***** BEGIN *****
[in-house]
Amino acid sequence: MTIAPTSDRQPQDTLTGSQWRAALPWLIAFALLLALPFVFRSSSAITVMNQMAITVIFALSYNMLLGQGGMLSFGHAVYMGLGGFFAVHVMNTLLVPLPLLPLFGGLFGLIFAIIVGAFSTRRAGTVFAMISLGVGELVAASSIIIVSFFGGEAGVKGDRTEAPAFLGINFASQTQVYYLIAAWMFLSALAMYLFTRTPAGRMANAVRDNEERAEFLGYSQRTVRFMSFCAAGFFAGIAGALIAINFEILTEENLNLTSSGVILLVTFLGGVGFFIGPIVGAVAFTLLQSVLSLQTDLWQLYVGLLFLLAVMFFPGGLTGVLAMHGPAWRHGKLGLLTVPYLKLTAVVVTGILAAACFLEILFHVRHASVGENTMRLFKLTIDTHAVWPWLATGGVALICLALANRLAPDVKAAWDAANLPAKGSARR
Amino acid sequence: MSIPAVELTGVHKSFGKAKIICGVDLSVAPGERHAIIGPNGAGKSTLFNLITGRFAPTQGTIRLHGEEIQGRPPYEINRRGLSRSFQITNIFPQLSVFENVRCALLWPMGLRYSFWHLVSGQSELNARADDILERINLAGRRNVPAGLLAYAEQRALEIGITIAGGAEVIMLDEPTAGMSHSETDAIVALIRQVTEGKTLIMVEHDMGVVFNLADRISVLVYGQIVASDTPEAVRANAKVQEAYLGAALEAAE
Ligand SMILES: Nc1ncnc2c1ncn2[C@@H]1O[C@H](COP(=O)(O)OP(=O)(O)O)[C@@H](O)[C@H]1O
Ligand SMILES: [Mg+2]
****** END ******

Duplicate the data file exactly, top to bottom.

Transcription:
[in-house]
Amino acid sequence: MTIAPTSDRQPQDTLTGSQWRAALPWLIAFALLLALPFVFRSSSAITVMNQMAITVIFALSYNMLLGQGGMLSFGHAVYMGLGGFFAVHVMNTLLVPLPLLPLFGGLFGLIFAIIVGAFSTRRAGTVFAMISLGVGELVAASSIIIVSFFGGEAGVKGDRTEAPAFLGINFASQTQVYYLIAAWMFLSALAMYLFTRTPAGRMANAVRDNEERAEFLGYSQRTVRFMSFCAAGFFAGIAGALIAINFEILTEENLNLTSSGVILLVTFLGGVGFFIGPIVGAVAFTLLQSVLSLQTDLWQLYVGLLFLLAVMFFPGGLTGVLAMHGPAWRHGKLGLLTVPYLKLTAVVVTGILAAACFLEILFHVRHASVGENTMRLFKLTIDTHAVWPWLATGGVALICLALANRLAPDVKAAWDAANLPAKGSARR
Amino acid sequence: MSIPAVELTGVHKSFGKAKIICGVDLSVAPGERHAIIGPNGAGKSTLFNLITGRFAPTQGTIRLHGEEIQGRPPYEINRRGLSRSFQITNIFPQLSVFENVRCALLWPMGLRYSFWHLVSGQSELNARADDILERINLAGRRNVPAGLLAYAEQRALEIGITIAGGAEVIMLDEPTAGMSHSETDAIVALIRQVTEGKTLIMVEHDMGVVFNLADRISVLVYGQIVASDTPEAVRANAKVQEAYLGAALEAAE
Ligand SMILES: Nc1ncnc2c1ncn2[C@@H]1O[C@H](COP(=O)(O)OP(=O)(O)O)[C@@H](O)[C@H]1O
Ligand SMILES: [Mg+2]